Ottawa's One World Film Festival Announces Line-up

Hot Docs champ Haida Gwaii: On the Edge of the World screens OWFF
Ottawa’s One World Film Festival offers a slew of docs n’ stuff to engage audiences in the 613 just in time for the election. The film fest, which runs Sept. 24-27, includes a spread of short, mid, and feature-length documentaries that tackle a variety of topical subjects from Canada and around the world. OWFF kicks off its festivities with a programming preview on September 10th with the Ottawa premiere of the Canadian doc Chameleon at The ByTowne.

The festival run features a few notable Ottawa premieres, including the screening of Haida Gwaii: On the Edge of the World by Charles Wilkinson (Oil Sands Karaoke), which comes to Ottawa after winning the prize for Best Canadian Feature at Hot Docs this year. (Check back after TIFF for a review of that one.) The fest also includes the Danish Hot Docs hit Democrats and the eco doc Landfill Harmonic, which won the Audience Award at SXSW. The shorts front includes My Enemy, My Brother, which’ll also hit up the Ottawa International Film Festival in October, and a selection curated by festival/re-blog site Ottawa Indie Fest. Overall, the diverse program features a mix of green issues, human rights sagas, and stories from both LGBTQ and First Nations communities.

New changes to OWFF include a ‘Pay-what-you-can’ admission and a change in venue to the National Gallery and St. Paul University. The latter place hosts an OWFF panel “Actions Speak Louder than Words,” which asks how audiences can put the lessons of these films into practice.

The films playing at this year’s One World Film Festival are:

My Enemy, My Brother
Directed by Ann Shin | Canada | 2015 | 15 min
A chance encounter during the Iran-Iraq War forges a lasting bond between two enemy soldiers that transcends national borders.

Directed by Camilla Neilsson | Denmark | 2014 | 109 min
What happens when a ruler and a political party that are accustomed to staying in power are forced to share it? Follow the representatives of Zimbabwe's ruling and opposition parties as they attempt to forge a new constitution in a politically-divided nation where human rights are not always respected and many people are afraid to speak their minds.

The Year We Thought About Love
Directed by Ellen Brodsky | United States | 2014 | 68 min
With wit, grace, and attitude, a diverse troupe of LGBTQ teens transforms their personal struggles into theatre for social change. Ellen Brodksy's documentary is an inspiring portrait of youth demonstrating the power of living a life honestly and out loud.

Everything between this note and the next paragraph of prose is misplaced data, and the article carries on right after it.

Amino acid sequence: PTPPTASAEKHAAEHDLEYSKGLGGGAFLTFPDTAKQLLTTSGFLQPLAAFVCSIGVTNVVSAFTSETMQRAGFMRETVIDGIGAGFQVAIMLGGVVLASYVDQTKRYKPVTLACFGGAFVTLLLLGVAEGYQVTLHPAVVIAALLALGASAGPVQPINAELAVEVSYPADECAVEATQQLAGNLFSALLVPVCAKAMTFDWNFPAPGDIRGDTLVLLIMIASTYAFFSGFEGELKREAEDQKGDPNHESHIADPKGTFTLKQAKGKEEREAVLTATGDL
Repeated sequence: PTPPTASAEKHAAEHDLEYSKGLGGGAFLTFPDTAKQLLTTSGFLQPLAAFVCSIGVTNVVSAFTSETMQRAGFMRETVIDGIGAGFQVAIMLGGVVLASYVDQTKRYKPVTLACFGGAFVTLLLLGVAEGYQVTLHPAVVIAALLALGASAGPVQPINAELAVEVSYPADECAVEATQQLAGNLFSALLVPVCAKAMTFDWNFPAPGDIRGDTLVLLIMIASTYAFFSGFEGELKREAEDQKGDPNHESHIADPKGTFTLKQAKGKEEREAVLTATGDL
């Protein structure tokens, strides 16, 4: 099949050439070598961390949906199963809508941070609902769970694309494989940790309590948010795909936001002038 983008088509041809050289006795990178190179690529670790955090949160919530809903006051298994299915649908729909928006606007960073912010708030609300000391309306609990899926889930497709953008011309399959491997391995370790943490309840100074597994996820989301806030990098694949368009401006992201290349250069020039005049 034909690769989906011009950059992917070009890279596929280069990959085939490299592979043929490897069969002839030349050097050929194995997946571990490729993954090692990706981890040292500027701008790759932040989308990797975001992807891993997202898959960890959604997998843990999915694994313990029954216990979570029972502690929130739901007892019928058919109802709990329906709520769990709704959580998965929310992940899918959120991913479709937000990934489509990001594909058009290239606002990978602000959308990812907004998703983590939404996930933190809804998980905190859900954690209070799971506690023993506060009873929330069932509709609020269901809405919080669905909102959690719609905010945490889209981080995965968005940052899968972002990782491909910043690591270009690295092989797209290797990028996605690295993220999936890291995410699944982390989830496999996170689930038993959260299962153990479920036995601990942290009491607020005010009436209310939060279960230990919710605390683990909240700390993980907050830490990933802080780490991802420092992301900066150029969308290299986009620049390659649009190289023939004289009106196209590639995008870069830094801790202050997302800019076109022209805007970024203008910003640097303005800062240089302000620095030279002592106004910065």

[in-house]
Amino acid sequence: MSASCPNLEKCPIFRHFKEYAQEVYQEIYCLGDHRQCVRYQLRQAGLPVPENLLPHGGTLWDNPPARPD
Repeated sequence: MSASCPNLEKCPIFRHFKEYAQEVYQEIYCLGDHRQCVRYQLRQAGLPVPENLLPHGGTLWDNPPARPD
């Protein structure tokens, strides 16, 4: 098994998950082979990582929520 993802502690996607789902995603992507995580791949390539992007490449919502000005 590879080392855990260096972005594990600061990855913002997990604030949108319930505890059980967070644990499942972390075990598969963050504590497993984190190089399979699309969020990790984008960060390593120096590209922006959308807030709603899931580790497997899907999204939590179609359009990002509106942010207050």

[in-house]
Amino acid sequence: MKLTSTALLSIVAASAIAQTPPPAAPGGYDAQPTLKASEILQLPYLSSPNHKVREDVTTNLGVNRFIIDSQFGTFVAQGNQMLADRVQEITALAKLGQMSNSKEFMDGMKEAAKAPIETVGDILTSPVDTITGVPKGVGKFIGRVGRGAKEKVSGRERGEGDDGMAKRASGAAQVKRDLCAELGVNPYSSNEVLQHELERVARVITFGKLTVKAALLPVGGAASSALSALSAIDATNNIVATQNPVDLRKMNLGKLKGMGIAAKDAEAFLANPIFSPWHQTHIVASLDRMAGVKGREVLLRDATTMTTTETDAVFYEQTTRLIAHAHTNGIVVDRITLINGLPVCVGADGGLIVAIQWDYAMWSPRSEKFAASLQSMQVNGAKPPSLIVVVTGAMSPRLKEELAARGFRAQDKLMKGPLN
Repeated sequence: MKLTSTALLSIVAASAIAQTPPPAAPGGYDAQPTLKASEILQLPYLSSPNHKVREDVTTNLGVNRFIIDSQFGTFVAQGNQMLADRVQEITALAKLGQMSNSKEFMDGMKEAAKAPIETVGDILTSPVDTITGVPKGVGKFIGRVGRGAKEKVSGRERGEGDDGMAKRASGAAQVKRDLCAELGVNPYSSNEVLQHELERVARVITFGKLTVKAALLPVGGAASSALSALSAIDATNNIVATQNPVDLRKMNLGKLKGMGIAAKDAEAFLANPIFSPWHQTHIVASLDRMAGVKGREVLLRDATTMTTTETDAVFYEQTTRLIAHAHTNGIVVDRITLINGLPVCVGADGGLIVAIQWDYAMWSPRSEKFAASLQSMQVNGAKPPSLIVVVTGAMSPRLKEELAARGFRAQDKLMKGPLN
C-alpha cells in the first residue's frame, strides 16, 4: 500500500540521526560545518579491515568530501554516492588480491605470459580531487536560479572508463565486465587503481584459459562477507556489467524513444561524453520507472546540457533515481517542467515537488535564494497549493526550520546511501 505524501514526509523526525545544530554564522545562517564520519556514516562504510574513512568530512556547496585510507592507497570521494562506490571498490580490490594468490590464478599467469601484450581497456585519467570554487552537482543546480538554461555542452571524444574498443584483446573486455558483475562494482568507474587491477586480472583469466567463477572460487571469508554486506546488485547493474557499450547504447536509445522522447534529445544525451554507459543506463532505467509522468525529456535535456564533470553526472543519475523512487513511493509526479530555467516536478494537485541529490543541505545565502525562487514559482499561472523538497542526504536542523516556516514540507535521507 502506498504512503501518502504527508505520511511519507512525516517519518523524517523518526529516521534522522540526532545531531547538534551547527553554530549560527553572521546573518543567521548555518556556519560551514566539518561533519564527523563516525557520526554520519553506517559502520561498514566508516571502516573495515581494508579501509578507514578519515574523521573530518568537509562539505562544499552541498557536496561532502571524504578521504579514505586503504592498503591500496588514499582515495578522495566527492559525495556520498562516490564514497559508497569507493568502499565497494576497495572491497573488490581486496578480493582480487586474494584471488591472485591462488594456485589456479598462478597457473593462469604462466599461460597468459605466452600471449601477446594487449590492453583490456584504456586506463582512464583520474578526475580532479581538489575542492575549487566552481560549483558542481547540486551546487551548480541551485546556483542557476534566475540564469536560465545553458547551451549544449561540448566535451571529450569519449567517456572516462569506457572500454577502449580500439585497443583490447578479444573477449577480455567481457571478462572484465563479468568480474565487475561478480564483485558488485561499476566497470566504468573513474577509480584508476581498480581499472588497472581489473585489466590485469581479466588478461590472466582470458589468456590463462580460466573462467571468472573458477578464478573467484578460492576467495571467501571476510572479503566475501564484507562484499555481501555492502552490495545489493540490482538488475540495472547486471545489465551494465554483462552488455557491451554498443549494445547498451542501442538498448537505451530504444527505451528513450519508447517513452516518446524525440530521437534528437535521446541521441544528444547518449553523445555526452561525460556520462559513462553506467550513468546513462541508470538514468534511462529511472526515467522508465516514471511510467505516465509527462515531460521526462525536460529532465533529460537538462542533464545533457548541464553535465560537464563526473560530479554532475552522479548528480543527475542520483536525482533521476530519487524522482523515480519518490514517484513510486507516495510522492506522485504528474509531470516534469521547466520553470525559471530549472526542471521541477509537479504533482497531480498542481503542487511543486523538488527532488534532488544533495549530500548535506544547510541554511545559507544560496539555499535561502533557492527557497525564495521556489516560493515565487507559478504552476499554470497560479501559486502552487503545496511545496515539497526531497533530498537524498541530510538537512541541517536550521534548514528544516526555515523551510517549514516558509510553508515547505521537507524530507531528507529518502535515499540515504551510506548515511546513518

Landfill Harmonic
Directed by Graham Townsley, Brad Allgood, Juliana Penaranda-Loftus | United States | 2014 | 85 min
Under the guidance of their music director Favio Chavez,  the young musicians of the Recycled Orchestra of Cateura journey from a small community located next to a landfill in Asuncion, Paraguay to the world stage.  As they learn to make beautiful music with classical instruments fashioned out of garbage, they bring hope to their families, community and audiences worldwide.
-Audience Award winner, SXSW 2015

Honour Your Word
Directed by Martha Stiegman | Canada | 2013 | 59 min
Indigenous activists in Canada are raising awareness and forging alliances with communities across Canada and around the world and demanding respect for indigenous rights. Martha Stiegman's documentary takes us behind the barricades of Barriere Lake, where an inspiring Algonquin First Nation is working to make sure that governments honour their word.

After the Last River
Directed by Victoria Lean | Canada | 2015 | 88 min
Downstream from a De Beers diamond mine, Attawapiskat is a community grappling with urgent environmental and economic issues that are compounded by a lack of access to resource revenues. Filmed over 5 years, After the Last River is a point-of-view documentary that follows Attawapiskat’s journey from obscurity and into the international spotlight during the protests of Idle No More.

Haida Gwaii On the Edge of the World
Directed by Charles Wilkinson | Canada | 2015 | 74 min
In this irreverent, intimate, funny, beautiful, occasionally troubling but always intriguing story of Canada’s world-renowned archipelago - Haida Gwaii - a First Nations community and their non-native neighbours are winning key victories in the campaign to combat the urgent global threats facing us all.
-Winner: Best Canadian Feature, Hot Docs 2015

The One World Film Festival runs Sept. 24-27.
Please visit www.oneworldfilmfestival.ca for more information on this year’s festival.